Implications for passwordless authentication

A company’s decision to transition to passwordless authentication is a beneficial decision not just in terms of customer acquisition for the company but also in terms of increased security for end-users and customers. Having to create, remember, and reset passwords is often a complex and lengthy process, and this can lead users to abandon their attempts to access services, or it can lead companies to lose out on a huge potential customer base. On the business side, the company can save tons of investment in backend support and maintenance of password renewal and recovery systems as well as issues with securing databases and access and ensuring that passwords are at minimum risk of being accessed or stolen by bad actors. They can instead divert those efforts to implementing a smoother authentication process that improves the end-users’ experience.

One of the major impacts of passwordless authentication is not that it removes the pressure from users to remember new passwords, but it protects them from the security threat of reusing passwords across multiple sites. A data breach on one site could potentially compromise the security of the user’s information on multiple other sites if the user has reused the same password elsewhere. While this practice is generally warned against, it is estimated that nearly 60 percent of all users use the same password almost ubiquitously. Hackers have been known to exploit these vulnerabilities in the past, and passwordless authentication would help prevent a cascade of violations by ensuring that one slip up doesn’t lead to casualties across websites.

Security risks associated with passwordless authentication

Passwordless authentication is not without its own security risks, however, and there are multiple ways by which even the most seemingly secure methods of authentication can be compromised. Fingerprints can be reproduced on prosthetic fingers or gloves, faces can be digitally reconstructed, SMS-based and email-based authentication have been compromised in the past, and multifactor authentication methods have been hijacked by thorough hackers. It is up to companies to ensure that they keep the end-users’ security among their highest priorities by researching ways to counter potential threats to the security of users’ information.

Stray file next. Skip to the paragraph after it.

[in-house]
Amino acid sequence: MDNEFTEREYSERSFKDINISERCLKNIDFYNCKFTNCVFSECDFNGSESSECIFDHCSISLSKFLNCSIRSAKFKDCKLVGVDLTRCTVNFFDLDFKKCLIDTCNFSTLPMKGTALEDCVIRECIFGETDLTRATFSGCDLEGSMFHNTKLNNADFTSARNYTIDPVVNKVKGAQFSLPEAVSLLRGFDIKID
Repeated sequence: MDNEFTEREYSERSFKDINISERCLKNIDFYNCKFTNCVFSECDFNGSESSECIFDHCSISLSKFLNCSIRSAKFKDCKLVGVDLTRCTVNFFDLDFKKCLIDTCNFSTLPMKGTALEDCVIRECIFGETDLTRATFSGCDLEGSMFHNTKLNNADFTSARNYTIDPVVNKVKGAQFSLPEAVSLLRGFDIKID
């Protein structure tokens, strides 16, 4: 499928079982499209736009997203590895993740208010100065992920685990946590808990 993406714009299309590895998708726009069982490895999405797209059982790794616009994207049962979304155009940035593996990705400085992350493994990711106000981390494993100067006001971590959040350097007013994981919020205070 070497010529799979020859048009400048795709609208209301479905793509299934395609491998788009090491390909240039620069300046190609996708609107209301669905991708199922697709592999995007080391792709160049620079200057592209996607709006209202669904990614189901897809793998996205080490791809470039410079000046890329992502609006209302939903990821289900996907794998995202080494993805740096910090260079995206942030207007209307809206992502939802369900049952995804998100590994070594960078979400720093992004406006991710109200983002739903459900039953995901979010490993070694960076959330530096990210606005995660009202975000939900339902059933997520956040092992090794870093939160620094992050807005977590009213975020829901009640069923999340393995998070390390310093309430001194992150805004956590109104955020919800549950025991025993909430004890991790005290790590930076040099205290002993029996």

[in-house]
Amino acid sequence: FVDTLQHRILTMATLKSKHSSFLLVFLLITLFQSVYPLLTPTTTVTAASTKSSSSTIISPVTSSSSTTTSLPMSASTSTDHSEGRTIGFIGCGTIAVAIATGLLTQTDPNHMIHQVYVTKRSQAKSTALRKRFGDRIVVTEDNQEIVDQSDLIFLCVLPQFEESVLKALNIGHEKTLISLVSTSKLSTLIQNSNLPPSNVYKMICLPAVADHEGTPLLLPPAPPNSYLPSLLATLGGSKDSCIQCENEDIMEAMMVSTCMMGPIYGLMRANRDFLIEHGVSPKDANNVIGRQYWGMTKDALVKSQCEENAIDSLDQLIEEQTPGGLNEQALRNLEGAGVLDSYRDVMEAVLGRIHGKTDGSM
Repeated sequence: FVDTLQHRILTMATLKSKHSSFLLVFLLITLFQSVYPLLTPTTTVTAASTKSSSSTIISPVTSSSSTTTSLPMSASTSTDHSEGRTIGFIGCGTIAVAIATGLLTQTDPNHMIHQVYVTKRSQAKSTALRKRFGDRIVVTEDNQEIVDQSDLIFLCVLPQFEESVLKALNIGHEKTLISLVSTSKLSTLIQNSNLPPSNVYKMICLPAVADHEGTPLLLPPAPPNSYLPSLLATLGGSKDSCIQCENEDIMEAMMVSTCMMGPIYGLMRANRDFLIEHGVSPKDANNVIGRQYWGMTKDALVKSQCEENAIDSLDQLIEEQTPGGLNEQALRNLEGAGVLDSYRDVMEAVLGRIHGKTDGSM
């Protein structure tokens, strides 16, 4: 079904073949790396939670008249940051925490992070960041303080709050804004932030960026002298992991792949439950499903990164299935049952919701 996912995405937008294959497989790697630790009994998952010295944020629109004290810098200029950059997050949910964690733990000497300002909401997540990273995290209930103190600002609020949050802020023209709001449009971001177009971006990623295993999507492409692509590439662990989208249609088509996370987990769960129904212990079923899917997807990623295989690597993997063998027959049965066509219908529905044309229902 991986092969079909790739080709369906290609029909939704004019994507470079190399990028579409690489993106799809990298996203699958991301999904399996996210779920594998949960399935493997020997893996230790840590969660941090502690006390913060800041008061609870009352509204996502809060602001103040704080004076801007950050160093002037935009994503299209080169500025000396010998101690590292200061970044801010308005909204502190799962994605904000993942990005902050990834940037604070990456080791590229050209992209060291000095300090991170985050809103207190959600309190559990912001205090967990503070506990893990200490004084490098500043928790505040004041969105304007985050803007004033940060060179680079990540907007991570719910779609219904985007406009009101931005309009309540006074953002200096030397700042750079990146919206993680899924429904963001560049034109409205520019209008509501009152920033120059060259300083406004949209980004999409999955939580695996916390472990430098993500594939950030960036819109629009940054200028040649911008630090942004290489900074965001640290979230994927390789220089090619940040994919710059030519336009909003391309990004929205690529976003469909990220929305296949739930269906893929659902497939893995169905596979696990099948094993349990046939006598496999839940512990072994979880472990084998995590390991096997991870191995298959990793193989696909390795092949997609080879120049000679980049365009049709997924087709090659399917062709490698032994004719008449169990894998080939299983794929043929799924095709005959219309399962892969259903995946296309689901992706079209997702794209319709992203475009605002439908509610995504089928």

One of the more interesting ways that companies are attempting to authenticate users involves not only logging their fingerprints but also logging data such as the amount of pressure you use when typing, the way you hold your phone, your swiping patterns, and which hand you dominantly use. All these factors can be used to verify if the person using your device is indeed you and prevent malicious actors from attempting to access your personal information.

While companies can do their best to secure your data with their best practices, at the end of the day, users are the ones who are responsible for how they use and store their data. Passwords are, more often than not, breached through human error by someone clicking on a link they shouldn’t, downloading software that they aren’t completely sure of, or engaging in poor password maintenance practices. Passwordless authentication is a boon in light of the overwhelming information that human beings cannot be trusted to look after their own security, as it reduces the degree to which human stupidity can interfere with stellar security measures. We’ll just have to wait to see if we manage to ruin that as well.

Featured image: Pixabay

Twain Taylor

My interests lie in DevOps, IoT, and cloud applications. I began my career in tech B2B marketing at Google India, after which I headed marketing for multiple startups. Today, I consult with companies in The Valley on their content marketing initiatives, and write for tech journals.

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Twain Taylor